Here's my anecdotal vote for nature. I love music and spend most of my waking hours with it on. As a kid, I studied piano, trumpet and saxophone, and sang along in church every Sunday. My mom sang to me when I was very little. (She taught early childhood education and would practice tons of kids' songs on the autoharp.) I've tested high in short-term memory for rhythm and melody, and average in the pitch discrimination. Yet I can't hold a tune to save my life. Not being able to sing is extremely frustrating for me, and I do try.

To respond to AmbroseChapel. I can modulate my voice, certainly. I can keep up with "Happy Birthday" or the national anthem but I can't keep the notes from wandering all over the place and getting hopelessly off key. When I've studied an instrument, I couldn't feel my way through a melody in order to figure out the notes or play it by ear. Playing was like doing math exercises: hit the right notes in the right sequence for the right amount of time. Easy enough to do, but I never really enjoyed it.

Joe Meek is a celebrated case of a producer/songwriter who was tone deaf (in the popular sense). He also couldn't read music or play an instrument. Here's an article about him with some mp3's. Try "Telstar" or "The Beat of My Heart."
posted by hydrophonic at 9:28 PM on August 13, 2006

Best answer: I think orthogonality has got it; it's nature first, augmented by nurture.

Anecdotal evidence, FWIW. My mother was completely tone deaf (in terms of being able to sing on pitch), but was a competent organist, and learned to play violin as a girl. She was a terrible singer, though, and try as she might, she never learned to overcome it, although she enjoyed singing so much, the rest of us family let her, although we often quietly left the room. In all my life, I have never heard a singer with less tonal sensitivity than my mother. Nothing was both sadder and happier than hearing my mother try to sing Christmas carols, which she loved to do as she played her organ, so errantly off-key she could empty the room of holiday spirited strangers in a couple of minutes.

My second wife was a professional musician, and like a lot of pros, had learned relative pitch. She had actually taken this ability so far as to be able emulate perfect pitch. She was an oboist, and used to giving the tuning "A" for the orchestras with whom she played, but unless she had a head cold, had long since dispensed with using her tuning fork herself. She simply knew her horn extremely well, and "knew" when she had a perfect A440 or not.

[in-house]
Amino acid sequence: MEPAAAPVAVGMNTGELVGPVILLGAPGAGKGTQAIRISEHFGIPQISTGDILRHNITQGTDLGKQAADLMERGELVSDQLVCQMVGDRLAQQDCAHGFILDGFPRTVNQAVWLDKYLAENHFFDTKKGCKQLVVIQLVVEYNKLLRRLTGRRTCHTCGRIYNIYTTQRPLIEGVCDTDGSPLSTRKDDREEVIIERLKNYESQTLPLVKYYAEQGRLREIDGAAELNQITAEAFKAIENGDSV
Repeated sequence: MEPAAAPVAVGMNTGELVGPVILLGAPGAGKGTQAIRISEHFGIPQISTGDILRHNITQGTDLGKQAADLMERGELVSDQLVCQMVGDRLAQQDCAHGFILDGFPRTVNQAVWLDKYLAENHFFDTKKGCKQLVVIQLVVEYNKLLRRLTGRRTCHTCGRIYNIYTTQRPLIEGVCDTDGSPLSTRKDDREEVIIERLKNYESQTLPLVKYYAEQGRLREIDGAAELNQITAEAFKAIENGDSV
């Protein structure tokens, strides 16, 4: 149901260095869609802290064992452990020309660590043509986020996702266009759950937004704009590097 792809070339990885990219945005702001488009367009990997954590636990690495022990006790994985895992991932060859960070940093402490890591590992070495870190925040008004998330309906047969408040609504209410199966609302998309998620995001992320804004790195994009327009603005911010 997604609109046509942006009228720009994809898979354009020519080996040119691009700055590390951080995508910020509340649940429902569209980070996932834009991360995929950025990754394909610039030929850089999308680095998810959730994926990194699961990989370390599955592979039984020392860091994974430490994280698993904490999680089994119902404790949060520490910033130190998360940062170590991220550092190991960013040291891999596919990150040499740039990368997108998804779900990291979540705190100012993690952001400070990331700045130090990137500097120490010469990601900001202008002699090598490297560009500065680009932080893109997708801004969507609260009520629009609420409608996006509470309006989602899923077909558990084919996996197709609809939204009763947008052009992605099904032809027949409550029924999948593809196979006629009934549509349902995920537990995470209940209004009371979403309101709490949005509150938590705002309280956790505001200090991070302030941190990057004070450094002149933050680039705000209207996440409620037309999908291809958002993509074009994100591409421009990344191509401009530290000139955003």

Her first husband, however, was a talented composer, and a trombonist, who was born with absolute or "perfect" pitch. He would constantly and easily find tonal components in street and industrial noise, characterize them as a note or a chord or chords, and if I took recordings and did spectrum analysis, I would invariably find his hearing of pitch components correct. He could also be relied on not to miss the fact that noises did not have a dominant pitch component, as for him, they had no discernable "pitch," and were just noise. His was not a happy world, however; to hear him tell it, the world was mostly out of tune, and often gratingly so. For him to walk about in a city was to be assaulted constantly by non-musical noise, much of which still had pitch components he heard as out of tune. The squeal of brakes, many automotive noises, most mechanically generated noises, and quite a bit of human speech, taken as background noise, were to him, quite fatiguing. He also was an unhappy trombone player, who frequently played in jazz and Dixieland bands, where he could damp his inner ear with copious amounts of alcohol, when his less attuned fellows wore on him. More than once, I picked him up out of our front yard, where he'd fallen down trying to get to our front door, only to hear his drunken excuse about getting sopped so he wouldn't mind "the damn trumpet player" that night.
posted by paulsc at 9:45 PM on August 13, 2006 [3 favorites]

I spent years of my youth on various instruments, so there definitely was some training. But I suspect my natural aptitude is on the low end of the scale.

I took an online test that told me I was not truly tone deaf. But I do have a lot harder time with music than most people-- I can't maintain a pitch to save my life. In college a friend tried to teach me to tune a guitar and was surprised by my inability to tell which of two notes was higher.
posted by justkevin at 9:47 PM on August 13, 2006

Having perfect pitch doesn't have much to do with singing ability afaik. I have perfect pitch and can't sing a note. Well, I can sing a single note but that's about it. Otoh, I can tune any instrument for you in no time at all.
posted by fshgrl at 9:47 PM on August 13, 2006

Another vote for nurture. I went to a summer camp where we sang a lot, and I can sing on key almost all the time, and my sister went to another camp where they didn't sing, and though our voices are so similar that our parents can't tell us apart on the phone, she can't sing her way out of a paper bag.

Improvement is definitely possible. One friend started off so bad that she didn't even hear how off tune she was, and with practice she's been able to hear it and now even sing well most of the time. On the way though, there was definitely a lot of that modulation to find the right note.